The house in the Cerulean Sea by TJ Klune

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Linus Baker is a quiet man, living a solitary existence with his cat Calliope. He is employed as a case worker by the Department in Charge Of Magical Youth (DICOMY), investigating government orphanages that house children with magical abilities. When Extremely Upper Management sends him to the island of Marsyas to undertake a probe on the children’s well-being and the suitability of the manager, Arthur Parnassus, he discovers that the children all have complex magical abilities, and that Arthur is hiding a secret. As he gets to know the children, he begins to appreciate their powers and recognise that love that can be found in this unusual family. The reader is left asking whether Linus will recommend to Extreme Upper Management that the children in this orphanage stay with Arthur where their magical powers will be  nurtured.

Each of the characters is fully realised and very engaging. Linus is very uptight when he first arrives, but the caring atmosphere of the island brings out the best in him. He encourages the children in their dreams and even manages to discard his tie and dress up as an explorer and play a game with them. Arthur is a gentle father figure and the growing relationship between Linus and him is sensitively handled by Klune, a previous winner of the Lambda Literary Award. The children are wonderful. Talia is a gnome who loves gardening. Sal is an extremely shy boy who has been abused in previous placements but who can write wonderful stories; Theodore who is a wyvern, guards his hoard, especially Linus’ buttons; Phee is a forest sprite while Chauncey is an unknown who longs to be a bellhop. Lucy, short for Lucifer, is a six-year-old with dangerous powers and was described by Extremely Upper Management as the Antichrist.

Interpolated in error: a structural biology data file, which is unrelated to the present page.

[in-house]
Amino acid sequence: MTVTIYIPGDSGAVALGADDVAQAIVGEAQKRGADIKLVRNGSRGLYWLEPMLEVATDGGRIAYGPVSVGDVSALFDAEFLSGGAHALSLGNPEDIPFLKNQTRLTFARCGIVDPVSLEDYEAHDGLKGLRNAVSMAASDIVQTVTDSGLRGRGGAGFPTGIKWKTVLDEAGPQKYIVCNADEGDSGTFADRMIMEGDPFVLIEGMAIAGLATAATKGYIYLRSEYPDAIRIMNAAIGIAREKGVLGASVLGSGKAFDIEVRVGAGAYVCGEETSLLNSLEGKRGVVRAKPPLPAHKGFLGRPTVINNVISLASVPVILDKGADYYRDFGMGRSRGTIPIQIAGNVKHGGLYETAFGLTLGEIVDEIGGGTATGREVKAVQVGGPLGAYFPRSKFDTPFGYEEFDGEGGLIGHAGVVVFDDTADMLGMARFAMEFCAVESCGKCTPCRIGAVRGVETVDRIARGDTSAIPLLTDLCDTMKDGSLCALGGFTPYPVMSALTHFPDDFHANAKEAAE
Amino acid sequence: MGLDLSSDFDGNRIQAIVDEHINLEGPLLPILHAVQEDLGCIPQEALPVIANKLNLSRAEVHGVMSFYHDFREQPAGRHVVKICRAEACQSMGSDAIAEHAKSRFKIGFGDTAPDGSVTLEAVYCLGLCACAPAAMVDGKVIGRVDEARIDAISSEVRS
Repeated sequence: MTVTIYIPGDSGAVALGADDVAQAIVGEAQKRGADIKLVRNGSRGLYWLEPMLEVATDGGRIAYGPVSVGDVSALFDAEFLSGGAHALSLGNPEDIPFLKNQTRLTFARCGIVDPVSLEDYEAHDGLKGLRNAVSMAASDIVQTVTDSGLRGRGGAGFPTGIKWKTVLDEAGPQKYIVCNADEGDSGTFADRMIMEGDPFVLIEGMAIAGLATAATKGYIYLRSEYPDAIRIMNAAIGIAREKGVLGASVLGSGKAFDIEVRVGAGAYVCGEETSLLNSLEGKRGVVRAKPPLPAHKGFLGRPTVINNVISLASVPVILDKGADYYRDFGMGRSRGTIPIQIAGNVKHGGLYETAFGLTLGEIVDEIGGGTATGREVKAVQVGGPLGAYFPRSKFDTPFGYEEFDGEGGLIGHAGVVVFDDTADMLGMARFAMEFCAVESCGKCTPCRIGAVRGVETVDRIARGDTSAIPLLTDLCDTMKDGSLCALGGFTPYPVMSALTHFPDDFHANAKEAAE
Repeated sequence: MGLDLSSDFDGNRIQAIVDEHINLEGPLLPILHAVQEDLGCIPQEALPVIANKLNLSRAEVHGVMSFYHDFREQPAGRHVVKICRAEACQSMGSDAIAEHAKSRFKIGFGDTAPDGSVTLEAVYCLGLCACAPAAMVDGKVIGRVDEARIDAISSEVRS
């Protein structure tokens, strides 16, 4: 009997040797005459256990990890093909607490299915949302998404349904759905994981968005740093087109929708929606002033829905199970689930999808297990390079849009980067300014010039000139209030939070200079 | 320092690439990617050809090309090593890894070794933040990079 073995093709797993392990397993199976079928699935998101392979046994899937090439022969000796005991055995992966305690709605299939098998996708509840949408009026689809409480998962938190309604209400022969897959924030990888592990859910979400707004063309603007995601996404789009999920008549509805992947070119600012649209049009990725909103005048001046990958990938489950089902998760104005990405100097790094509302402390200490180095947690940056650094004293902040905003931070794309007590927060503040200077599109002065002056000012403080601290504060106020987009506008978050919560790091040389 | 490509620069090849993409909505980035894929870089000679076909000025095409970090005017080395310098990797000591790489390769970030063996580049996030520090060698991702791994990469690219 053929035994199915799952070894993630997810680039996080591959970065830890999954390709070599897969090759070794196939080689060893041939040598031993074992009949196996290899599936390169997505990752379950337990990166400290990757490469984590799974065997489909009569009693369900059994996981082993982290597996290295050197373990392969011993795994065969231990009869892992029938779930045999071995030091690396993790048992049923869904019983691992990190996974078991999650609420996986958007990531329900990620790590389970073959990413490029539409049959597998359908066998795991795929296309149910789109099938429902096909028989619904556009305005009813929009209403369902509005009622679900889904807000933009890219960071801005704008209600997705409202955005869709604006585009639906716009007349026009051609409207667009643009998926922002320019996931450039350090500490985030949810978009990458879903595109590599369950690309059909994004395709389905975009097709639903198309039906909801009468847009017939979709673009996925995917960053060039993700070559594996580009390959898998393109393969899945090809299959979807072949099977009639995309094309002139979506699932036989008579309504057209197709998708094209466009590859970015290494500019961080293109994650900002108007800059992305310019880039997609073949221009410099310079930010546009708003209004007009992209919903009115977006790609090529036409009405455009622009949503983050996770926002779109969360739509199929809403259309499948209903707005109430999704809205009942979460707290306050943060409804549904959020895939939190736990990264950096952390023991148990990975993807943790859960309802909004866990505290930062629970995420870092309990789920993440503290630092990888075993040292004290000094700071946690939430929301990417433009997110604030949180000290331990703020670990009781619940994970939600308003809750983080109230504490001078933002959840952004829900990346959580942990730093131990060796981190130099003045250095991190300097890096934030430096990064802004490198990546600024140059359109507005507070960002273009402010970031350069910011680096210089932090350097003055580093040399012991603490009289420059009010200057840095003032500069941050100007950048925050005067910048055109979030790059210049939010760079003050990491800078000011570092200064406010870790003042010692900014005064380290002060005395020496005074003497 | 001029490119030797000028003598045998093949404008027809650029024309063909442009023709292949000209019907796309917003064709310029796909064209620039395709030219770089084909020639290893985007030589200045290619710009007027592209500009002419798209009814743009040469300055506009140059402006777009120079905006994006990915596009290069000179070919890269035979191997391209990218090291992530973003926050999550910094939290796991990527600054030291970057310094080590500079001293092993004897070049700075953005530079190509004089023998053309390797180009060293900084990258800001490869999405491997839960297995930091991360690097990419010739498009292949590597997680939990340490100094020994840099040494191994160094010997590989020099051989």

There is sparkling conversation and subtle humour, leaving  the reader feeling good and wanting to know more about each of the people on the island. However serious issues are threaded throughout the novel. Klune examines the fate of children who are considered dangerous and do not fit into what society considers the norm. He demonstrates how easy it is to allow bigotry and stereotypes to dominate a group but that there is always hope especially if just one person will stand up for justice.

The house in the Cerulean Sea won the Alex Award and the Mythopoeic Fantasy Award in 2020 and is sure to appeal to readers of fantasy.  

Themes: Islands, Orphans, Orphanages, Social workers, Family, Difference LGBTQI people.

Pat Pledger